The "Computer"


The "Computer":
The part of the computer that most people refer to as 'the computer' is simply an enclosure or case that holds most of the components that make up a personal computer (a 'PC'). This page will explain the function of some of the components/connectors that are visible from the outside of the computer case. I will cover the internal components later in the tutorial. Some people refer to the computer case as the 'hard drive'. The hard drive is a small part of the computer that's inside of the computer's enclosure.

Front Panel Buttons/Switches:
In the following picture, you can see the front of a basic computer. It has only one optical drive (a drive that uses a laser to read the data from the media) and no floppy drive (many newer computers do not have floppy drives). Below the drive area, you can see that there is a large oval button. That's the power switch. Its used to turn the computer on and off. There are other ways to switch the computer off and I'll cover them later. The smaller button below the power button is the reset button (only to be used in the case of a serious crash where the computer freezes). On some machines (machine is slang for computer), the reset button is omitted. If that's the case with your machine, you can reset it by holding down the power button for ~5 seconds.

I mentioned the 'power' and 'reset' switches. On new computers, they have somewhat universal markings to indicate which is power and which is reset. In the following image, you can see the front of a computer (a different computer). The power button is marked with the 0/1. The reset switch (the same color as the case here) is marked with a triangle inside of a circle.

Front Panel Lights/Indicators:
To the left and right of the power switch, you can see two LED indicators. The left indicator is the hard drive activity indicator. It is lit when the computer is accessing the hard drive. In the picture it is not lit and you can only see a hint of red. On the right, you see the green 'power' indicator. It's lit whenever the computer is on. On this computer, the colors red and green are used but the colors for the hard drive indicator and the power indicator will vary from one manufacturer to another. Don't let it confuse you.

Rear Panel Switches:
The back of the computer can look intimidating to computer newbies but it's really pretty simple. At the top of this computer, you can see where the power source (from the AC mains - the household wall outlet) plugs in. It is plugged into the 'power supply'. The power supply converts the mains voltage 115VAC/230VAC to the various voltages needed by the computer (we'll cover those later). On this particular power supply, you can see 2 switches. One is the main power switch. The other is the voltage selector switch. The main power switch completely cuts power to the power supply. Switching this off is essentially the same as unplugging the cord from the power supply. The voltage selector switch allows the power supply to operate with different mains voltages. In Europe and other areas of the world, they use 230VAC (Volts Alternating Current) instead of the 115VAC we have here in the US.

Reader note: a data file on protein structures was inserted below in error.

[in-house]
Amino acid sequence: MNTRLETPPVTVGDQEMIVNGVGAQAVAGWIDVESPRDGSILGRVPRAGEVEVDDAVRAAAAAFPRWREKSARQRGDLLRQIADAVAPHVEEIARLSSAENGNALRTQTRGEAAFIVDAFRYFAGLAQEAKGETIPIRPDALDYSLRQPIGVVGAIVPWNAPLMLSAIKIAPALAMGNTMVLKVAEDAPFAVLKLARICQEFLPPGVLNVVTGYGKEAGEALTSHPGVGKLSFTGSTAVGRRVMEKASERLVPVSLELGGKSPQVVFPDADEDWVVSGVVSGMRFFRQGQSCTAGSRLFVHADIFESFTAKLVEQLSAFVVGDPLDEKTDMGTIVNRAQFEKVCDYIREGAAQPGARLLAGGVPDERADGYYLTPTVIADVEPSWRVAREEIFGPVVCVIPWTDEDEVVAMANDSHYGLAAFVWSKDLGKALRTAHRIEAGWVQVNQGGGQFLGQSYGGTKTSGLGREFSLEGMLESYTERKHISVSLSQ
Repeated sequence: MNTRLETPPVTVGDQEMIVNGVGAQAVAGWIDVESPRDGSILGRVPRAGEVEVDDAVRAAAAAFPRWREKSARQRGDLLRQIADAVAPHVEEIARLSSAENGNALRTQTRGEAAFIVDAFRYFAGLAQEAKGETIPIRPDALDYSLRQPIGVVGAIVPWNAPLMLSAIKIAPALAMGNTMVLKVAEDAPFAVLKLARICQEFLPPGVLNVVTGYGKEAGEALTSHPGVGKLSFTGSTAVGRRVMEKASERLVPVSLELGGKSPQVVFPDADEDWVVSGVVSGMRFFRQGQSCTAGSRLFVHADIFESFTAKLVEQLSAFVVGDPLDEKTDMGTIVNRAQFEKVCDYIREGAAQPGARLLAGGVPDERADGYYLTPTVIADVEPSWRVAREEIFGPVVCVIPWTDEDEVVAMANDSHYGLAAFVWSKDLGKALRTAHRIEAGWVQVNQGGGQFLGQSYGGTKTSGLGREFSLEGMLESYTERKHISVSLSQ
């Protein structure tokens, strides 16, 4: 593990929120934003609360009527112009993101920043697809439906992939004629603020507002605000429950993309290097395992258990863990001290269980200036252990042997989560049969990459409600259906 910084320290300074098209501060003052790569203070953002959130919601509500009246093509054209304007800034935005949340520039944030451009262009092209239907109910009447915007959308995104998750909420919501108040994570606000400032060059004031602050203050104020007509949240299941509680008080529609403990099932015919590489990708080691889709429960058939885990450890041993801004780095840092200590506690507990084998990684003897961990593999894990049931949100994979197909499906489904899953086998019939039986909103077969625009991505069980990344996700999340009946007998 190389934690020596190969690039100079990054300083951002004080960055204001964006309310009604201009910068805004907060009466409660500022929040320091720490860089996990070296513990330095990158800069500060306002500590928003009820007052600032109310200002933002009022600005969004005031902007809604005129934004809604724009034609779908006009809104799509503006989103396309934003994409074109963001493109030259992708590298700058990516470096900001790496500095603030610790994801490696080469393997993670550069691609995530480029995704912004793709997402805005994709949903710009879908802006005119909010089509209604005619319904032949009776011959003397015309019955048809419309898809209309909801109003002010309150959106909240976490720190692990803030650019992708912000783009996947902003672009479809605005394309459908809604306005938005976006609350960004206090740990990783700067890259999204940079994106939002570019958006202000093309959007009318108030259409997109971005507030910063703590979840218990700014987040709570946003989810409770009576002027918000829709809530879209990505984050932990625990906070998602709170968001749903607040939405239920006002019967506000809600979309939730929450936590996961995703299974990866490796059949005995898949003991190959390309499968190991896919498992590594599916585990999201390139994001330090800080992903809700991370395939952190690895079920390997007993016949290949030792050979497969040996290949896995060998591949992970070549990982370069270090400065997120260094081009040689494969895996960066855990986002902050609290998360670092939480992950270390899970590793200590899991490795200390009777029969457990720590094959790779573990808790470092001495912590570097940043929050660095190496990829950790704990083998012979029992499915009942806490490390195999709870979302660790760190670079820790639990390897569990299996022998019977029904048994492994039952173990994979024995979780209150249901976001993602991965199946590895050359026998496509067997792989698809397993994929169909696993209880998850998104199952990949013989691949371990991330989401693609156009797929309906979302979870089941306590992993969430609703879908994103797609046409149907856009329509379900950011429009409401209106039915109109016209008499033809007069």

Rear Panel Connectors:
On the rear panel of any modern computer, you'll find several common connectors. This is a quick list...

* At the top of the connector panel (just below the power supply), you will see two connectors. One has a purple plug in it. The other is open. These are PS/2 ports and are used for the keyboard and mouse. Typically, they are color-coded to match the connectors but these are not.

* Just below the PS/2 ports, you see a 9 pin d-sub connector. This connector (with 9 'pins' instead of tiny sockets as are found on the other d-sub ports) is a serial port. It's used for data transfer. In the past, it was used for the mouse. Now it's not used very often except for specialized communications. For example, I have a multimeter that plugs into that port and allows the computer to log data from the meter. Many new motherboards are not offering this connector. If you need to tell a piece of software that you want to to use this port for some function, you will tell it to use the 'COM' port. Below is the multimeter I mentioned and the serial data cable that is used to connect it to the computer.